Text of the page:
Experts in hypnosis and Neuro-Linguistic Programming, which is the art and science of personal excellence, believe that it takes around 28 days to form the basis of a new habit or behaviour. The time it takes to replace an old one is inconclusive because it depends entirely on the person and how long they have owned it.

As with any newly learned behaviour, you may well experience some internal resistance for the first week or more. This is natural and it is not going to be easy, so you have to mentally prepare for this challenge ahead of time. After you survive this first week, you will find that your new habit and behaviour becomes easier and easier to do and soon you don’t even have to think about doing it at all.

Here are a few useful tips to help you change your habits.

Do just one habit at a time
This is really important as changing habits is difficult, even with just one habit. If you do more than one habit at a time, you are setting yourself up for failure. Keep it simple, allow yourself to focus, and give yourself the best chance for success.

Make a record
Just saying you’re going to change a habit is not enough of a commitment. You need to actually record what you are going to do.

Make a plan
This will ensure you are really prepared. The plan must include your reasons and motivations for changing, obstacles, triggers, people who will support you, and other ways you are committed to being successful.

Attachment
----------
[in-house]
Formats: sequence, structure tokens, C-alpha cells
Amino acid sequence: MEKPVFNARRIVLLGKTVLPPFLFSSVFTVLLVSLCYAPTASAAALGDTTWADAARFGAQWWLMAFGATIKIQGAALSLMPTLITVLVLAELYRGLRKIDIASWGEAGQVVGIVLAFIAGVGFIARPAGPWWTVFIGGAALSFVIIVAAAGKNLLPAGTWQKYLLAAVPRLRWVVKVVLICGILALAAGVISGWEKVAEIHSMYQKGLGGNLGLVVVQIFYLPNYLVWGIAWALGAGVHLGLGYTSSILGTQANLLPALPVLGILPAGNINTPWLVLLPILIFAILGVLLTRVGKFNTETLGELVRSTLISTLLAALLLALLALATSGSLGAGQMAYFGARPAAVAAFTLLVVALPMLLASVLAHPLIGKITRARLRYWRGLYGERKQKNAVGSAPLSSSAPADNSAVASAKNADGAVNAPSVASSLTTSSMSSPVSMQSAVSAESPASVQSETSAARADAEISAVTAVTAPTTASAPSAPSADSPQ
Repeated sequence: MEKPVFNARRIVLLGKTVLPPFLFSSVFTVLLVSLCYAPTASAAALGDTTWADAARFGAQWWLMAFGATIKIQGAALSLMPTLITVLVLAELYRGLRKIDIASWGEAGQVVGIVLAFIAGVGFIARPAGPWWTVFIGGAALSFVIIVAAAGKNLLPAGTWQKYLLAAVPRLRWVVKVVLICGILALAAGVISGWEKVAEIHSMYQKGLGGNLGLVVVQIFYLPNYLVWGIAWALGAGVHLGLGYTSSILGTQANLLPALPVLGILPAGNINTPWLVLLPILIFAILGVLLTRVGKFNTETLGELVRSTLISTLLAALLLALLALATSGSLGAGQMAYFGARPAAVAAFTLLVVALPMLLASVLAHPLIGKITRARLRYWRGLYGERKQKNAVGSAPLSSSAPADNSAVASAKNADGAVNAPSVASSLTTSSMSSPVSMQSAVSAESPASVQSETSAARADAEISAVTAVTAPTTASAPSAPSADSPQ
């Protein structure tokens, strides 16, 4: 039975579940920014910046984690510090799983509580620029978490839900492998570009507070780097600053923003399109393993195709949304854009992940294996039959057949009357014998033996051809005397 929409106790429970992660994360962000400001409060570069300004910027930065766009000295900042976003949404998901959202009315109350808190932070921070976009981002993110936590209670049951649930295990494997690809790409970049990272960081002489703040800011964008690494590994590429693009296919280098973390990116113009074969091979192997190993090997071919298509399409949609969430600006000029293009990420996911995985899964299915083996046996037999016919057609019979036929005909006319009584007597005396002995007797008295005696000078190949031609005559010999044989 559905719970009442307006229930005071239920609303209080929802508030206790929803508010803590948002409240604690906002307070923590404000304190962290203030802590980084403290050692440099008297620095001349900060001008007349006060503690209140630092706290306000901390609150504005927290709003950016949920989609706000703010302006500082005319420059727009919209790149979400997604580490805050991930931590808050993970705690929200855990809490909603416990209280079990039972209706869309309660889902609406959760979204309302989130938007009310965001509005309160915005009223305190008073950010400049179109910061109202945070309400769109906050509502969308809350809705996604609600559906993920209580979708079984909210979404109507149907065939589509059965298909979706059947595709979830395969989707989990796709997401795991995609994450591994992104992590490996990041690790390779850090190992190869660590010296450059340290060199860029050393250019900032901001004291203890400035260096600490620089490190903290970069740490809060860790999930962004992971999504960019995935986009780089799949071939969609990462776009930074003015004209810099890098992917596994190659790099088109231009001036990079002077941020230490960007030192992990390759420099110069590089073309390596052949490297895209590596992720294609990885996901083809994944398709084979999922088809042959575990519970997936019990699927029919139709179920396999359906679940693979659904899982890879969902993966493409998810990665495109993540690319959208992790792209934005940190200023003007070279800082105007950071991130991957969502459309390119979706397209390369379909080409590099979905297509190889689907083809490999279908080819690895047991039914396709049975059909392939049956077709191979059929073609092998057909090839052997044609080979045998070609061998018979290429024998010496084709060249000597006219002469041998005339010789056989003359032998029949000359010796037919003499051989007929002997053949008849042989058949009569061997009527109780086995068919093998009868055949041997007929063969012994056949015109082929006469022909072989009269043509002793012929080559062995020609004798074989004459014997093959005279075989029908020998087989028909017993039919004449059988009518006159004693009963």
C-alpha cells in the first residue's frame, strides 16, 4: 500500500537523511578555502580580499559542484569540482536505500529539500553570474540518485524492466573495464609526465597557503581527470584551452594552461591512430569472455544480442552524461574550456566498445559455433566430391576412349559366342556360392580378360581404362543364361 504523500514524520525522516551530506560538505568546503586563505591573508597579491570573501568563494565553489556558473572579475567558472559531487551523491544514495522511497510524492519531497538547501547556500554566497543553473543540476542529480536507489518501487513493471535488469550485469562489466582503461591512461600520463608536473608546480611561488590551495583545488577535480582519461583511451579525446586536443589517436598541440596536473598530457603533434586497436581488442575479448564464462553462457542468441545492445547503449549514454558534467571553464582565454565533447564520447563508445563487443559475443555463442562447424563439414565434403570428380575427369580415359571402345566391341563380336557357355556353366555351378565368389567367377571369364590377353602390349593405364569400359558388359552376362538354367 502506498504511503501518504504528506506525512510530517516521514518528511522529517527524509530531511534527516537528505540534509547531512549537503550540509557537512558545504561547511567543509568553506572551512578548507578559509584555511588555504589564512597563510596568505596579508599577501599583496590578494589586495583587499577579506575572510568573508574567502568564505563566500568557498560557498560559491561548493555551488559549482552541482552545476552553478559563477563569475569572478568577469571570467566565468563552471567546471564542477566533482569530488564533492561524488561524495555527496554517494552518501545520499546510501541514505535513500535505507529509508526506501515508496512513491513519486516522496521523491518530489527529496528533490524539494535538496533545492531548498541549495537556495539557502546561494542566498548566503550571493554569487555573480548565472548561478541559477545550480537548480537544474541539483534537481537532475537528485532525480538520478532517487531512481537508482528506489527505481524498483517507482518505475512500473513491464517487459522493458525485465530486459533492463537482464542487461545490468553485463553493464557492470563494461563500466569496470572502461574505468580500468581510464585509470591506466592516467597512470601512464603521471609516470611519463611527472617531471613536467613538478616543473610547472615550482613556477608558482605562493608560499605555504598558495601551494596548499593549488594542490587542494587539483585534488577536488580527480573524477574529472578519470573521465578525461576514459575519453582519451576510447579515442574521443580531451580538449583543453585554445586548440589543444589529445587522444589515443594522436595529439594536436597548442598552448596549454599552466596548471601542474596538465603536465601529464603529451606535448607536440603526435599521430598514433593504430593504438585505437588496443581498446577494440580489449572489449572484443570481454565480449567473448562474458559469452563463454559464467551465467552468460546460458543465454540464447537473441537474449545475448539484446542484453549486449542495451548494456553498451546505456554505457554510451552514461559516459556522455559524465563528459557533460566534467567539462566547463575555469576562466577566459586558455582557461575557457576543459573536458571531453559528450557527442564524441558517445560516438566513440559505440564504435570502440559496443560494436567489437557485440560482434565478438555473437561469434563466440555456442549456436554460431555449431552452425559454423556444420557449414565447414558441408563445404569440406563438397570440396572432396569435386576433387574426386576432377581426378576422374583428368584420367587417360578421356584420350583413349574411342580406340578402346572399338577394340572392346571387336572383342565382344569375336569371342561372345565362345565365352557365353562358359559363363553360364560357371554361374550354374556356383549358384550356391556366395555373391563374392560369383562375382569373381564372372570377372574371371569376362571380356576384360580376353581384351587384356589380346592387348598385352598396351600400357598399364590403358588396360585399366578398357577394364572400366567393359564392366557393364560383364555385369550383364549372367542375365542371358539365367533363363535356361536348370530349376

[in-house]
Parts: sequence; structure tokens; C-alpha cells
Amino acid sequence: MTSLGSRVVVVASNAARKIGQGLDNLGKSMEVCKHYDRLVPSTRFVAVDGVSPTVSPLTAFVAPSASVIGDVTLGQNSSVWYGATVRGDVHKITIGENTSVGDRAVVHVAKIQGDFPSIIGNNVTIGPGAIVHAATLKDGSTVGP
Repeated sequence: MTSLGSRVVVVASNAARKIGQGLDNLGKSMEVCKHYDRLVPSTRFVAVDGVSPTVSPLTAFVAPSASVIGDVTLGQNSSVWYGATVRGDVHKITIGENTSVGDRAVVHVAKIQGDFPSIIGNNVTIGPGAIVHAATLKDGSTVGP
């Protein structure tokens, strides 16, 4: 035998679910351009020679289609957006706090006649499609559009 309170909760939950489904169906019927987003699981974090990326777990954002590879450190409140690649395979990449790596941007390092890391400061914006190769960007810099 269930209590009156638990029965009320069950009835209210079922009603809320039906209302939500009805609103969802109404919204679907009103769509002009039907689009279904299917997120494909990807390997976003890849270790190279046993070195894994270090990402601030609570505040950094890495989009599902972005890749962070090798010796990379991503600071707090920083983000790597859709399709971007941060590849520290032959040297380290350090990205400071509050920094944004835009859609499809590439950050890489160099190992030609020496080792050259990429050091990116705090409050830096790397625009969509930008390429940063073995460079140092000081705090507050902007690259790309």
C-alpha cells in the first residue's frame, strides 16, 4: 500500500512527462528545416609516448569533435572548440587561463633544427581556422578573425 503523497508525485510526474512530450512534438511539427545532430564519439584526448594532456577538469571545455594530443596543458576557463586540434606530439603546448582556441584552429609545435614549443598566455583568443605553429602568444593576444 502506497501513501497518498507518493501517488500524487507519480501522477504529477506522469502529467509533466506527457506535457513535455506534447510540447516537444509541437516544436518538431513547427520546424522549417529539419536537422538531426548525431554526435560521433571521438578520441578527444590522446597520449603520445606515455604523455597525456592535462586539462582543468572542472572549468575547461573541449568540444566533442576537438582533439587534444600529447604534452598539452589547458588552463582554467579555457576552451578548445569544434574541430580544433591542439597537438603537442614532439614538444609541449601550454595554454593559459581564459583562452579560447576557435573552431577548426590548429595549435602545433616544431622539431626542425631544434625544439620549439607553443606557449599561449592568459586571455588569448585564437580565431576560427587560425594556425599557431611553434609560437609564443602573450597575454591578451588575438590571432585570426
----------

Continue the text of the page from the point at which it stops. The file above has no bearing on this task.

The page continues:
Establish strong motives 
You have to be very clear why you are changing your habit. If you are doing it for someone else with no real will then you are setting yourself up to fail.

Analyse your obstacles 
If you have tried to change this habit before and it has not worked, reflect on the reasons why and work out what stopped you from succeeding. Record every obstacle then create a plan of how to overcome them.

Identify your triggers 
What situations trigger your current habit? Most habits have multiple triggers. Identify all of them and record them in your plan.

Ask for help 
Get your family and friends and co-workers to support you. Ask them for their help, and let them know how important this is to you.